17 October 2007

"It's Not a Picture, Daddy."

This will likely be my last post here for a few days. I hope its a good one.

On my Vermont travels this weekend, my friend and I stopped at a gorge, where the Black River cuts deep through the mountainside just down the road from Woodstock.

We weren't the only ones with cameras to have stopped there. It was a beautiful day for sight-seeing (site-seeing? -- either homonym works) and the bridge over this gorge was crowded.

I saw a father trying to encourage the inner sighte-seer in his daughter. He asked her, "Isn't this a wonderful picture? The colorful trees and the water...."

She interrupted his exposition to say: "It's not a picture, Daddy."

That's an insightful little girl. She has a great career in philosophy ahead of her. Dad was using the term "picture" non-literally of course, but the child's mind grasped the difference between being 'really here' and the mediation of somebody else's photo, painting, etc.

She is the connection between my post Monday on the Vermont trip and my post yesterday on the philosophical question: What is reality? The reality/picture distinction is that between the artificially framed view someone else has chosen for me, and the unframed view -- or, more strictly, the naturally framed view my nervous system provides.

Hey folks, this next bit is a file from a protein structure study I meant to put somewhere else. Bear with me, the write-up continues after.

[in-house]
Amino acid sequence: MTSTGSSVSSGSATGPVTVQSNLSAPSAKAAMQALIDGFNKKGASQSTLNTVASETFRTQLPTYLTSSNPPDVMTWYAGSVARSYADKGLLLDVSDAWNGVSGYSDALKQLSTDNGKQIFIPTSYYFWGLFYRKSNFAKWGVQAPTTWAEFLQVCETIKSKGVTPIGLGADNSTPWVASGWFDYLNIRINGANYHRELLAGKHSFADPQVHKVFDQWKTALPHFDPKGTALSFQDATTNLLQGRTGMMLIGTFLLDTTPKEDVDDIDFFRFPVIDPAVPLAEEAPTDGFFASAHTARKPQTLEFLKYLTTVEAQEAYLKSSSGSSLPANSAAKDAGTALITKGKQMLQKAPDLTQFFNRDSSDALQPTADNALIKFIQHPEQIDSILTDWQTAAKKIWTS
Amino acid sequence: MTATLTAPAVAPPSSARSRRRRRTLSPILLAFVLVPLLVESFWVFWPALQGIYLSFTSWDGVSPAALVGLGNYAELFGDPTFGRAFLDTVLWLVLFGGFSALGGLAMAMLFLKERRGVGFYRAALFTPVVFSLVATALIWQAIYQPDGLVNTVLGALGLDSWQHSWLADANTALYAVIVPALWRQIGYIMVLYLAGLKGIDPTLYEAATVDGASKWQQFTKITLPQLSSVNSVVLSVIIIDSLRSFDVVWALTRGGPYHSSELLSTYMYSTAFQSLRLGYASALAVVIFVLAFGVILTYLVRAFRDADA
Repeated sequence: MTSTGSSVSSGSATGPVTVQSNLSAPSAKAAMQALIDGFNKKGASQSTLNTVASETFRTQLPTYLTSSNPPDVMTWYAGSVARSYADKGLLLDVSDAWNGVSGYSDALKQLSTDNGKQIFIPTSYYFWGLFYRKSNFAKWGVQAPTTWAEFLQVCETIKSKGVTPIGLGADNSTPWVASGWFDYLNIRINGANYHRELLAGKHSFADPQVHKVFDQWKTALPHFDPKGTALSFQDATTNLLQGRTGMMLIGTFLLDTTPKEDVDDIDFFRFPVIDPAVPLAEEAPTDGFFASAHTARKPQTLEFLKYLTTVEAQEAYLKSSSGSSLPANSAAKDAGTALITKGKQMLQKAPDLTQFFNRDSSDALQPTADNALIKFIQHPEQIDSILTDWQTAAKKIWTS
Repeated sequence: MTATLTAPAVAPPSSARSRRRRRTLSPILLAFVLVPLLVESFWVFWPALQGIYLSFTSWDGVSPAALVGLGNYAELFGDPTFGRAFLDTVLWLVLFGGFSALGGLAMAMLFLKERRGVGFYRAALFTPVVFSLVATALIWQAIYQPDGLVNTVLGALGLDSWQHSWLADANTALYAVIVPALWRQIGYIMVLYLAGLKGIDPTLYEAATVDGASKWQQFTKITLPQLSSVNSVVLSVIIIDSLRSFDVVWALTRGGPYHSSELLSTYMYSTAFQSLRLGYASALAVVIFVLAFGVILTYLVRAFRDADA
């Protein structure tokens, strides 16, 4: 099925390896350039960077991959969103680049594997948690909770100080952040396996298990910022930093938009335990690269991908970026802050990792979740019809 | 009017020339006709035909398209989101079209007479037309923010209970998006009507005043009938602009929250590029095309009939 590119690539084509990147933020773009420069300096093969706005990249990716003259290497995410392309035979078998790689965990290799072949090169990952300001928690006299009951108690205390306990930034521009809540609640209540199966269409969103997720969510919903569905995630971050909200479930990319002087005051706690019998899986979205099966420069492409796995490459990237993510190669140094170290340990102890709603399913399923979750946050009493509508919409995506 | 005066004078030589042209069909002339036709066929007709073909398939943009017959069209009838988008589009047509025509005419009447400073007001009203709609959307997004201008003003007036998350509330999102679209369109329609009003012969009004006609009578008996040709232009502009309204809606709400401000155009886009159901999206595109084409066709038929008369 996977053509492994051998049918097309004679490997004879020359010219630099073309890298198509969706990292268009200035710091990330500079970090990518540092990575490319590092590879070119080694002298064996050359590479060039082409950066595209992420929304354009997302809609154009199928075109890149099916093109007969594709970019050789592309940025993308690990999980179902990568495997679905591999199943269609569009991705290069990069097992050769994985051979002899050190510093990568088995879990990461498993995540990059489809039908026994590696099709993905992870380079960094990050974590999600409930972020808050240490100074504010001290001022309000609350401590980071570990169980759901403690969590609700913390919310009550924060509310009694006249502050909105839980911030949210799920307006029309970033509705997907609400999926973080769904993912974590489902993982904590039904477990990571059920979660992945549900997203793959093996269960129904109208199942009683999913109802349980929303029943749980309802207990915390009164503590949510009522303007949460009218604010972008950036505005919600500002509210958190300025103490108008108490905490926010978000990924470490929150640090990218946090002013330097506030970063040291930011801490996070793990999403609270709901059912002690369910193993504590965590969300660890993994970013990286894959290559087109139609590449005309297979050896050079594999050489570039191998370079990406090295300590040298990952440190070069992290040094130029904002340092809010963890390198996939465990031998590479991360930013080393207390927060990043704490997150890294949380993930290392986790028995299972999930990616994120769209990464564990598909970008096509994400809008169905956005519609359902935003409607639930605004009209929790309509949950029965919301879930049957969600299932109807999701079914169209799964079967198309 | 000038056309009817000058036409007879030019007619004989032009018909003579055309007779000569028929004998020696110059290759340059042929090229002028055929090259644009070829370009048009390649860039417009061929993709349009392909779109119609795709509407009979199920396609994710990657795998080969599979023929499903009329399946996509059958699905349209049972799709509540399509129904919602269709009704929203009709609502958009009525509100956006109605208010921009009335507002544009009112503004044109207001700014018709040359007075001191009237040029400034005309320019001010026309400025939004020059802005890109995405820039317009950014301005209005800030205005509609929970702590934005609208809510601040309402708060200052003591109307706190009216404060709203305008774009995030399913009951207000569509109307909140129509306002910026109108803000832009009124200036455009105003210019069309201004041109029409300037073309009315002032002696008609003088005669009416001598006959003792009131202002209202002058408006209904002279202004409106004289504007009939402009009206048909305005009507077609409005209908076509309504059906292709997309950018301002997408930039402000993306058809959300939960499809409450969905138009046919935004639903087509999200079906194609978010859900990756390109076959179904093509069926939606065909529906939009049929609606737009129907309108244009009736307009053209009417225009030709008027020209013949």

Hollywood can imagine a "matrix" for her in which she only thinks she's standing at a gorge, and Descartes can imagine an evil demon who tricks her into thinking she's at the gorge. But even within those artfully constructed worlds, the reality/representation distinction reasserts itself. Within the matrix, there would still be a here-now experience of the gorge on the one hand and various partial representations of it on the other, so such hypotheses don't shed the sort of doubt upon that valuable distinction that their creators sometimes think they do.

If you had a home at that scene, you'd have realty near the reality, which would put your "i" in the middle of it.


Henry said...

The distinction between the reality and the picture isn't a neat one. Suppose that the father, extending his arms and using his index fingers, had "drawn" a frame in the air, creating an "artificially framed view," to use your phrase. Or suppose that he looked at the trees and the water through a camera lens, which itself created an artificially framed view. Would we call those "pictures"? It makes no difference, I think.

Christopher said...

The artificial framing of photography is temporal as well as spatial. The photo says to us, "this is what this gorge and its river looked like from a particular spot, at a specific moment."

Remember Heraclitus and that observation about the second step!

Your analogs don't reproduce the temporal framing, so I wouldn't call them pictures in the relevant sense, no.

Knowledge is warranted belief -- it is the body of belief that we build up because, while living in this world, we've developed good reasons for believing it. What we know, then, is what works -- and it is, necessarily, what has worked for us, each of us individually, as a first approximation. For my other blog, on the struggles for control in the corporate suites, see www.proxypartisans.blogspot.com.